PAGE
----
Microsoft Corp. co-founder Bill Gates is set to unveil the world’s biggest fund to research and develop clean energy technologies at the Paris Climate Change Summit on Monday, the New York Times reported on Saturday, citing people with knowledge of the matter. The fund is said to include contributions from other philanthropists as well as commitments by many world leaders.
The partnership, described as the largest such effort in history, will focus on researching and deploying clean energy technologies and is intended to give momentum to the two-week Paris summit.
According to the people, who spoke on condition of anonymity, the fund has commitments from a group of developing and developed countries, including the United States, China and India, to double their research and development budgets for clean energy and form a coalition to conduct joint work.
"This is the beginning of a broader effort to demonstrate that clean technology research and deployment will be the key to meeting the climate goals made in Paris," a former government official with knowledge of the deal told Environment & Energy Publishing.
World leaders will be reportedly looking to reach a consensus on how to enact policies to reduce fossil fuel emissions at the Paris Summit. The transition, which would require major technological breakthroughs and investments in renewable energy sources such as wind and solar power, has not been an easy pill to swallow, with developing countries like India pushing for higher commitments from developed nations.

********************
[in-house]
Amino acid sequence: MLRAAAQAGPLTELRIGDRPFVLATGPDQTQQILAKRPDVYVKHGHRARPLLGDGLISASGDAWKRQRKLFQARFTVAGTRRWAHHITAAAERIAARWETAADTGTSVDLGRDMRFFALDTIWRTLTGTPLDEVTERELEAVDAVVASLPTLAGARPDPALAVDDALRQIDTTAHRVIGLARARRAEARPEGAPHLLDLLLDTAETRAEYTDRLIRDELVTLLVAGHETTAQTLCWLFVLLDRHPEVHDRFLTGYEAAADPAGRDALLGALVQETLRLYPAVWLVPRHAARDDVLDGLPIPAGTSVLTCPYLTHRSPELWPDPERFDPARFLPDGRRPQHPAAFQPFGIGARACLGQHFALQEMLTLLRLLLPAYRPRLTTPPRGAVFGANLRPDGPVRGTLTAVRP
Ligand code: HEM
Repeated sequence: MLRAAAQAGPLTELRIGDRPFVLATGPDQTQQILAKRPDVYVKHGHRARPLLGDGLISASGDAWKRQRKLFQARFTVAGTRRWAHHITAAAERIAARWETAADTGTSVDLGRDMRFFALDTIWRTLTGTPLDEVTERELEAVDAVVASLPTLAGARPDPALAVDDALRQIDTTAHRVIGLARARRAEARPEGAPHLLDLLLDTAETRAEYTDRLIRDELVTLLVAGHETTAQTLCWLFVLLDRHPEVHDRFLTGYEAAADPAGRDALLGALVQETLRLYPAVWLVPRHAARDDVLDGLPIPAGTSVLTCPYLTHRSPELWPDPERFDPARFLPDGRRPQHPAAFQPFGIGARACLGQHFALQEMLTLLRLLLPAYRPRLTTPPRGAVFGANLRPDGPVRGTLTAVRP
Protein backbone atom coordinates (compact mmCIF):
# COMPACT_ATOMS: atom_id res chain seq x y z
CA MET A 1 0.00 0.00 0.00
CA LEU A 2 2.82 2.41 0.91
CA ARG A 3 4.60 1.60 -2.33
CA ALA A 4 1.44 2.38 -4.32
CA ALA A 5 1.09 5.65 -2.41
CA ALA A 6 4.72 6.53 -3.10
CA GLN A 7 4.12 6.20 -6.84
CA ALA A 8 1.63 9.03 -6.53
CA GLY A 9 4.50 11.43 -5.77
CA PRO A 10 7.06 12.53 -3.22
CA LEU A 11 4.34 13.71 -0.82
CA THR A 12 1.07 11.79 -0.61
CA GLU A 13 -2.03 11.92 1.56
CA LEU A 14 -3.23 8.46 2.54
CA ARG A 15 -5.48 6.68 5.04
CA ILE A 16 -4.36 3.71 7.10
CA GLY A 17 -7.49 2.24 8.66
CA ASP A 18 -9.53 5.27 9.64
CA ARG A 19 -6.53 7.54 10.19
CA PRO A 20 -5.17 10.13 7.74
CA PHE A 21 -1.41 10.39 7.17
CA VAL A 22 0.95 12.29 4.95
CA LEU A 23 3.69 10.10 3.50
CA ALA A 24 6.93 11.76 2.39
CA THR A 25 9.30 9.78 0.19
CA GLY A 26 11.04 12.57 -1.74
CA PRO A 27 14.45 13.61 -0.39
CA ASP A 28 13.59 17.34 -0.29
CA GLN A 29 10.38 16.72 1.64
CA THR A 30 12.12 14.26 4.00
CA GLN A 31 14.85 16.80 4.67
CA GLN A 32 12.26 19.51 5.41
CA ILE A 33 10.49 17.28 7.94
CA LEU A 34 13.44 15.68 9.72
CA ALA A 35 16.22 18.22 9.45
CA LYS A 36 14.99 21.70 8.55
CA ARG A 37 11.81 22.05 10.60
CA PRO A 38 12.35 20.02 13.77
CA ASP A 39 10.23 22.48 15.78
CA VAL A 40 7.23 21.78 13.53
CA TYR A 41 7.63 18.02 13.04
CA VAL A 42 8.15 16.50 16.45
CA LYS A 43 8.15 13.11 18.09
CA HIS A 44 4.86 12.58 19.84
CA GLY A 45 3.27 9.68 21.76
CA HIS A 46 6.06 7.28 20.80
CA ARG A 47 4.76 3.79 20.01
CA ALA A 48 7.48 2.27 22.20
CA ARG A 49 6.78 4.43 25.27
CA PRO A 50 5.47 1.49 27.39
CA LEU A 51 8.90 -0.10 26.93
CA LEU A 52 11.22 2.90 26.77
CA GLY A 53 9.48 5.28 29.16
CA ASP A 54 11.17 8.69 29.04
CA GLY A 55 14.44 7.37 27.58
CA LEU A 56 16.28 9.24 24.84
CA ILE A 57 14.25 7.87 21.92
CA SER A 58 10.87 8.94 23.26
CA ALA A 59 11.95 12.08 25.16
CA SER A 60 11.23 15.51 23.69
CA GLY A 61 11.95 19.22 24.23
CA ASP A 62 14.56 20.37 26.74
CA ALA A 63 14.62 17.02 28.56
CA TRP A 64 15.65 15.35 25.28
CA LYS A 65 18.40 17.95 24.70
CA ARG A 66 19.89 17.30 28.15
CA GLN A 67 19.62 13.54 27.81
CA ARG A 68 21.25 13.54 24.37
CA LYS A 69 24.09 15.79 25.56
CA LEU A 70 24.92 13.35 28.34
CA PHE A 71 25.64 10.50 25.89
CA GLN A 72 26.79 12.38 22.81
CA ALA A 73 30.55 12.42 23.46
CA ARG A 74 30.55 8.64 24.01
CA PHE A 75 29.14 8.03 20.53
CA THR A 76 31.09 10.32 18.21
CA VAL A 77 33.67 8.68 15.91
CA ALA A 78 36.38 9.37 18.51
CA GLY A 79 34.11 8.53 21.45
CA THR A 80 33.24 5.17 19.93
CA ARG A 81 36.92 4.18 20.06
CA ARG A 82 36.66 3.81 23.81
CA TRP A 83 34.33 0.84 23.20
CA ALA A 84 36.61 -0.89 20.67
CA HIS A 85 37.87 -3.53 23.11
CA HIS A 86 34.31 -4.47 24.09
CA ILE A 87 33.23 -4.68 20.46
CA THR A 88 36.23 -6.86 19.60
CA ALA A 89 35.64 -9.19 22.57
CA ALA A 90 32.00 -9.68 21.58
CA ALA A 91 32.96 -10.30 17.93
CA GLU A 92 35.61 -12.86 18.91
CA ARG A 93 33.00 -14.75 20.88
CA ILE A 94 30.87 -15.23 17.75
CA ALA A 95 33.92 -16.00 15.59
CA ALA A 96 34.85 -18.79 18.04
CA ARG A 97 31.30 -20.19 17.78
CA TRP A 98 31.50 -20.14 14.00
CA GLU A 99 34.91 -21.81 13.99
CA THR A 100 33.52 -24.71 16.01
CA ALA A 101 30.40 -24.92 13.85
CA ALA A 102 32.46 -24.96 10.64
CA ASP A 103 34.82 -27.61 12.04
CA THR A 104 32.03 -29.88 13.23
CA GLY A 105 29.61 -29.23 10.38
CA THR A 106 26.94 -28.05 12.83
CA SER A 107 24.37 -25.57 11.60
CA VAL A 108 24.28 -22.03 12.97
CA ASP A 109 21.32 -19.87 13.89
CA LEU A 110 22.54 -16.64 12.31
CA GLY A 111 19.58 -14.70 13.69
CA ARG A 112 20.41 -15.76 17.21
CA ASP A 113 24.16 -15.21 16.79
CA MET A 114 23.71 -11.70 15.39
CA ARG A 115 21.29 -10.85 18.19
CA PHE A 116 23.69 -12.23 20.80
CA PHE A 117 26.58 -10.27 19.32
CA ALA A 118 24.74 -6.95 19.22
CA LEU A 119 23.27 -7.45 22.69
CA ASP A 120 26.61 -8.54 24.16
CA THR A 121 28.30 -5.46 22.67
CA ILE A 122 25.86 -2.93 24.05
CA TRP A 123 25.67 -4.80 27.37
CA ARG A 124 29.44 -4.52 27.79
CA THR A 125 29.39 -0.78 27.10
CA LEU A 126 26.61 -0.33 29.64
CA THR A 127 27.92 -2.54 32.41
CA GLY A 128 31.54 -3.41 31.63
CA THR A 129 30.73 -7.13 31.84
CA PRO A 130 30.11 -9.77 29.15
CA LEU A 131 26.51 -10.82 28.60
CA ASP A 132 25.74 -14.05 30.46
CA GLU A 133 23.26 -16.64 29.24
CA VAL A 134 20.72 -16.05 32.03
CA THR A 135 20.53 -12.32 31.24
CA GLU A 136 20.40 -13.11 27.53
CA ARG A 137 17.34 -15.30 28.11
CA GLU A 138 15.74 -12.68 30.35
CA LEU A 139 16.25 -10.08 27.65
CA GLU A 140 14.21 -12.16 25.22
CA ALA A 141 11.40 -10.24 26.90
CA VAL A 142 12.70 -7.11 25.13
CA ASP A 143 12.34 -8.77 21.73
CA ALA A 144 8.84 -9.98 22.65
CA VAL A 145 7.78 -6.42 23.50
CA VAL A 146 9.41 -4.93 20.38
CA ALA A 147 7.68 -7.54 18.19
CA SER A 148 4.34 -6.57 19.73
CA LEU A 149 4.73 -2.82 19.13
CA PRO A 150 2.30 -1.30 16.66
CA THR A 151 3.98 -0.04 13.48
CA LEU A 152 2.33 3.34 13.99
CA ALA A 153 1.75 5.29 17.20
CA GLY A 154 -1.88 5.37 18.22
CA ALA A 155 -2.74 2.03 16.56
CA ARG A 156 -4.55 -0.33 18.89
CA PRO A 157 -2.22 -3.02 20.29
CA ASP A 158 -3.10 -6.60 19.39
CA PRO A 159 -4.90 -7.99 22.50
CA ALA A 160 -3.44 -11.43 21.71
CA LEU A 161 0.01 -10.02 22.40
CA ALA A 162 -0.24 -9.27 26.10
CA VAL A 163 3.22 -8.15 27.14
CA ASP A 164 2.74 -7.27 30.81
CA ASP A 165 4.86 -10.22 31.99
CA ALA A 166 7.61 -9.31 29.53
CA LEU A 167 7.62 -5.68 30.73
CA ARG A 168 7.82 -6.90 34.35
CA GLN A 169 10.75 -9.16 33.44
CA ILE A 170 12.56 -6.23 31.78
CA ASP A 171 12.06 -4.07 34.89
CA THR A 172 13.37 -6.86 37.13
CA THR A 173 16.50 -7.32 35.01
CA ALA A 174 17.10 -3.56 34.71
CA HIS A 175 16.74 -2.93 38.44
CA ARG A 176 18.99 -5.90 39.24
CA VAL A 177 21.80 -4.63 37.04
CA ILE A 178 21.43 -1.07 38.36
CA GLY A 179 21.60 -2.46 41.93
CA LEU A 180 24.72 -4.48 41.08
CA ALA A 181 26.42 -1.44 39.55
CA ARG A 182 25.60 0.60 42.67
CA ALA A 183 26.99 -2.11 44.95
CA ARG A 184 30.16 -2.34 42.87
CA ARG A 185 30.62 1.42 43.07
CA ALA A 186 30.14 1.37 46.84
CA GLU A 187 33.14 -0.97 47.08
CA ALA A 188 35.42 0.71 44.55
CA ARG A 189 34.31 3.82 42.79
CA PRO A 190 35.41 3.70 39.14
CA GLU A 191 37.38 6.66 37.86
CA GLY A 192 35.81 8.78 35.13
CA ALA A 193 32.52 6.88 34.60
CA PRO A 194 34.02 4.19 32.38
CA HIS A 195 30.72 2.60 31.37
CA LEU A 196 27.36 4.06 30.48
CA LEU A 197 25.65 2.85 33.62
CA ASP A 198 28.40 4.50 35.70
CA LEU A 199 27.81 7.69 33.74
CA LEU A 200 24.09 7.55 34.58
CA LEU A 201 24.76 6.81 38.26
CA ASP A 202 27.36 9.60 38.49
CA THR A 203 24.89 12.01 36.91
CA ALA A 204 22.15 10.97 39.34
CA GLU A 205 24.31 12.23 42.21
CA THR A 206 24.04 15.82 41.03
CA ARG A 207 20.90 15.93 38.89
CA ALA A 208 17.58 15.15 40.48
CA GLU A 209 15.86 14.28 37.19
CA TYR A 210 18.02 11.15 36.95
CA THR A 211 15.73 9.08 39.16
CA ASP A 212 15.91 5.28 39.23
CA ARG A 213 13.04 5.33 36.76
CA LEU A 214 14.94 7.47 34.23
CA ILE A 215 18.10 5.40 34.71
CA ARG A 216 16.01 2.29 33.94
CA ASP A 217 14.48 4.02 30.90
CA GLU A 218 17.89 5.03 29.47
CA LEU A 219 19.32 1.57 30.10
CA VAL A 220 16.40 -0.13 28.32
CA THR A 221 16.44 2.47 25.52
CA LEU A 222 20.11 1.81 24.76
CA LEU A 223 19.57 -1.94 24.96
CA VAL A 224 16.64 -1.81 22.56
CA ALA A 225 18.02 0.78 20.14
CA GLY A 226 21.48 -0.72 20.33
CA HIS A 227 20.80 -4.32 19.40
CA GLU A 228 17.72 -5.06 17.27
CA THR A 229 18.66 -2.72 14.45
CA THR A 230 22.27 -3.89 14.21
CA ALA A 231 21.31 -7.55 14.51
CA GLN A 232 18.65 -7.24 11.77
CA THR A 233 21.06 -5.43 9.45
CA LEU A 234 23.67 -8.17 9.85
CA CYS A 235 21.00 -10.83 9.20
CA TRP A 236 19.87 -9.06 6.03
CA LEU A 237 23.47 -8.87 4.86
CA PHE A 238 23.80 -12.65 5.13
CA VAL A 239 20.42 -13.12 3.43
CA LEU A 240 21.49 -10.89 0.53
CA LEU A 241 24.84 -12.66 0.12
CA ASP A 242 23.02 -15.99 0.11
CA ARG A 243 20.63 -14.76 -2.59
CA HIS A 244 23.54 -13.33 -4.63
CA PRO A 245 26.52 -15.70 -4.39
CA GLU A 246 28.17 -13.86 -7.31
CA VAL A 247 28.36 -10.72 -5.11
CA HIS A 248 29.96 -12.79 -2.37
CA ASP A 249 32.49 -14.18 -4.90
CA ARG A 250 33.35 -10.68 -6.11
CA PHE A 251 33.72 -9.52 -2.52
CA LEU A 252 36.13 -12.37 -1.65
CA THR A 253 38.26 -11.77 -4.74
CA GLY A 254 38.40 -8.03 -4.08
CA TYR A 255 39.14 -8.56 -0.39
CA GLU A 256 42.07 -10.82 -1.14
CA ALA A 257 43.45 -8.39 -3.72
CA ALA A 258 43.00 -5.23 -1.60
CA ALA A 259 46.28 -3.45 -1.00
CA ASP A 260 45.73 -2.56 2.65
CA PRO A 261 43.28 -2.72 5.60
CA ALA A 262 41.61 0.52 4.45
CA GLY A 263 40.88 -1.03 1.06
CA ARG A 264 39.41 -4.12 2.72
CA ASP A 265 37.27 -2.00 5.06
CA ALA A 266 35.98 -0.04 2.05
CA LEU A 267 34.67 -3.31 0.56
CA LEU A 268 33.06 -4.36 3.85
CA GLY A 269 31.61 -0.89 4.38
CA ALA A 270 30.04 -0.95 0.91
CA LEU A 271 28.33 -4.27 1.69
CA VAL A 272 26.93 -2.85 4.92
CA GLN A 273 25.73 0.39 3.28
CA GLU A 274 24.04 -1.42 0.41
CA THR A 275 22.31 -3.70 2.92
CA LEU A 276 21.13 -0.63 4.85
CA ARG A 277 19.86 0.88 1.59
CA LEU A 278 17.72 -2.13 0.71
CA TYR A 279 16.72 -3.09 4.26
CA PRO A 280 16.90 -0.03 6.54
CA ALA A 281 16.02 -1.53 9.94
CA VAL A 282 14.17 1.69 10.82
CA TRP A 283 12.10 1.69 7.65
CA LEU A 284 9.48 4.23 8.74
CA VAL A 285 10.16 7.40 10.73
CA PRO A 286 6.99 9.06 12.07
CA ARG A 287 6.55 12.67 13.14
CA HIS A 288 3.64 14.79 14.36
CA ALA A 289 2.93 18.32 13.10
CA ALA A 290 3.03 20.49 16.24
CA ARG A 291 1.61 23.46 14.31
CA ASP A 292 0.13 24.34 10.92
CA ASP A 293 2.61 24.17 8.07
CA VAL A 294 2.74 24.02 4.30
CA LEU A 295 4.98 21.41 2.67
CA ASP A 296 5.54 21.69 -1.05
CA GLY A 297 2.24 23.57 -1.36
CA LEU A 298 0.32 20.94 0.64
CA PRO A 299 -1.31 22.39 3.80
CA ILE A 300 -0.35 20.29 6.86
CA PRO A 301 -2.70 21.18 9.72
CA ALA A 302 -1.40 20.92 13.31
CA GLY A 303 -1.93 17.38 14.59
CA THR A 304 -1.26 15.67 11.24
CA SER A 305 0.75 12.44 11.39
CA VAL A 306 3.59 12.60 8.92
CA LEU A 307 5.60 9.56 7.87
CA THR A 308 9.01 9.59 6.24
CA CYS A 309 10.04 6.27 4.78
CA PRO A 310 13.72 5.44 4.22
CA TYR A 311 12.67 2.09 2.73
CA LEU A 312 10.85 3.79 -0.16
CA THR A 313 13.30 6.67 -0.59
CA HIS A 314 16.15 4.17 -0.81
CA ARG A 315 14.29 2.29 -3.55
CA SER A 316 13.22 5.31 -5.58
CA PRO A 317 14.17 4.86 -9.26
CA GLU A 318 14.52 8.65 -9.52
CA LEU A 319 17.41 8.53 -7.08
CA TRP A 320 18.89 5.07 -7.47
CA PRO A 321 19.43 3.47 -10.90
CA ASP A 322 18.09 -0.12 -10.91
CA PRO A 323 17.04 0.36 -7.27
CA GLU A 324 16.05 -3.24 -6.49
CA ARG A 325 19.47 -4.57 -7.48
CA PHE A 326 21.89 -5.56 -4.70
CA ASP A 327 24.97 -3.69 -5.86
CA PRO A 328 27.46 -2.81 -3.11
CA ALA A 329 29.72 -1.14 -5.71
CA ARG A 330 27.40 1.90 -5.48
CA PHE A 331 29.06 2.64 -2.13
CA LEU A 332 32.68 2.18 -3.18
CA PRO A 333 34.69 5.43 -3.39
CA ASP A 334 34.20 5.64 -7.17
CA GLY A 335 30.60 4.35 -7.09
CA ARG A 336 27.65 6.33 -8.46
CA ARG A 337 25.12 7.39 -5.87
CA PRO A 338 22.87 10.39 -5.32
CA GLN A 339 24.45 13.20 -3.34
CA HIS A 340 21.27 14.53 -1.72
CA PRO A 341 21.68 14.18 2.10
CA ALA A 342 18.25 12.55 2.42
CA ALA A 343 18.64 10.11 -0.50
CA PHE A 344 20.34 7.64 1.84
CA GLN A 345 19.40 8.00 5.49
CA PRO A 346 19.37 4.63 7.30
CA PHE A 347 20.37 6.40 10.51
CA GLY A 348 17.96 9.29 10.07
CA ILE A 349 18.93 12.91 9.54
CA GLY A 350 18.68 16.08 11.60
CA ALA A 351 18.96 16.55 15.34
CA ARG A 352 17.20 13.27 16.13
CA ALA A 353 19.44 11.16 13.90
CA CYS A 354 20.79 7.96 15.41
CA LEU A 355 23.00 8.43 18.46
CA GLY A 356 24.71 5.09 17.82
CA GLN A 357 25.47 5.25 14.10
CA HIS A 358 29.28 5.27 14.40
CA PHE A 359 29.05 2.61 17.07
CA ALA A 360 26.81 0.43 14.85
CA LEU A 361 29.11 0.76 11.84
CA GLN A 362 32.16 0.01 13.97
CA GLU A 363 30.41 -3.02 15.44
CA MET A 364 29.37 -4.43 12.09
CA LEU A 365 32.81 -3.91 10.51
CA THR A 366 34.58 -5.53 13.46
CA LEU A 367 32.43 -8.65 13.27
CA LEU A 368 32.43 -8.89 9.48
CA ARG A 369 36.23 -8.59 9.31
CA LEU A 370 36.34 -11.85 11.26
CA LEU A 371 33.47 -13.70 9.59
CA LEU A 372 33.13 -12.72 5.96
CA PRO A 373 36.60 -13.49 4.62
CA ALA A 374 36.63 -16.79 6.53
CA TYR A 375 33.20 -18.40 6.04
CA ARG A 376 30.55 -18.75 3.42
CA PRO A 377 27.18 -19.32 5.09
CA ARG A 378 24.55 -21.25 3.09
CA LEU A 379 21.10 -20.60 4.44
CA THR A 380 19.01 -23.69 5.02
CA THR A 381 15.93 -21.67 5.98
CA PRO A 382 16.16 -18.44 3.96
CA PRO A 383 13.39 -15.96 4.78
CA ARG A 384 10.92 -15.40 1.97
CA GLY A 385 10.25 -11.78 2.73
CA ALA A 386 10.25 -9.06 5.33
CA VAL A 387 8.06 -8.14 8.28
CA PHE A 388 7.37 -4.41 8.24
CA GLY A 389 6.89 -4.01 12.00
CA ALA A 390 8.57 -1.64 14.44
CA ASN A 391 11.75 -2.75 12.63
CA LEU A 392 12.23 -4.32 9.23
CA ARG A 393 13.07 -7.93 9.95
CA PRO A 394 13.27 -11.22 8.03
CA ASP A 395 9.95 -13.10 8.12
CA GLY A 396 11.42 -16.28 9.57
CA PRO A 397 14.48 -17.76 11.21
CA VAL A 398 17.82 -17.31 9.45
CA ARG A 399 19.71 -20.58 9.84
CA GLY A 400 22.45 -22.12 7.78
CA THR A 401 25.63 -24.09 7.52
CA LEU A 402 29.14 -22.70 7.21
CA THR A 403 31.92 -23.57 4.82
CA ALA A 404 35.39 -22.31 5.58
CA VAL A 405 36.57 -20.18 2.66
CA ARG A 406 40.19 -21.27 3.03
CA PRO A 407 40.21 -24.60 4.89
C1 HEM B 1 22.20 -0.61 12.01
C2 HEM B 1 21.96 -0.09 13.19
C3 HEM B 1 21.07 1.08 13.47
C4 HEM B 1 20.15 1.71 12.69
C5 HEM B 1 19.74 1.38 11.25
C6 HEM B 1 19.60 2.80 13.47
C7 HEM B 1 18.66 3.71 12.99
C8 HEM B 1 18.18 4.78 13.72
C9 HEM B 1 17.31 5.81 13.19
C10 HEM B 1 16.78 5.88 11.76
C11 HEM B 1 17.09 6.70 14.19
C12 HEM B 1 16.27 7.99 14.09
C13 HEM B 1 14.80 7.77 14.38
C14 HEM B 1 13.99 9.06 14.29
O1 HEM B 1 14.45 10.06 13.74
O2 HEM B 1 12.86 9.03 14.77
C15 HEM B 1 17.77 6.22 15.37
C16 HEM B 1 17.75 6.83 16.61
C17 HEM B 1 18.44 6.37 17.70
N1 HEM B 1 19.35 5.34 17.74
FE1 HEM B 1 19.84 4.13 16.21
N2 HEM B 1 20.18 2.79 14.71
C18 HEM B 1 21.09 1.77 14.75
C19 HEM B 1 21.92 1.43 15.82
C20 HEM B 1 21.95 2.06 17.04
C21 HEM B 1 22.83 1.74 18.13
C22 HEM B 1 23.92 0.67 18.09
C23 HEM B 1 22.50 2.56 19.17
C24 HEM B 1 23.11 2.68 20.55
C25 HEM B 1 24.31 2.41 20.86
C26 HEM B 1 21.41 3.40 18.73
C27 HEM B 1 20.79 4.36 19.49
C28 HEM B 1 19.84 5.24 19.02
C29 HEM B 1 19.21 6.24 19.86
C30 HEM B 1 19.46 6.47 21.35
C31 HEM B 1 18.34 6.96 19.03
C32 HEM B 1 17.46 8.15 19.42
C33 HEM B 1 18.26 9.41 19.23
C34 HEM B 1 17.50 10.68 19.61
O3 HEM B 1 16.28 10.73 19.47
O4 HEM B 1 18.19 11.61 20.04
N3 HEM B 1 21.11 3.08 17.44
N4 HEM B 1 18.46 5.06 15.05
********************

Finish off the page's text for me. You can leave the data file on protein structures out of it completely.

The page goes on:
In June, Gates told French President François Hollande that the Paris deal should include robust provisions on clean-energy research and development.
One of the world’s largest philanthropic organizations, the Bill & Melinda Gates Foundation, has not invested in clean-energy initiatives until now. It has been focusing mostly on poverty alleviation, education and medical programs. However, Gates has personally invested in a number of ambitious energy technologies in the past -- with a goal to reach zero global carbon emissions in the next three decades.
One of Gates' investments, a Washington-based nuclear energy technology company TerraPower, aims to use depleted uranium to fuel smaller sodium-cooled nuclear power plants.
"Right now, the world spends only a few billion dollars a year on researching early-stage ideas for zero-carbon energy," Gates wrote on his blog in July. "It should be investing two or three times that much."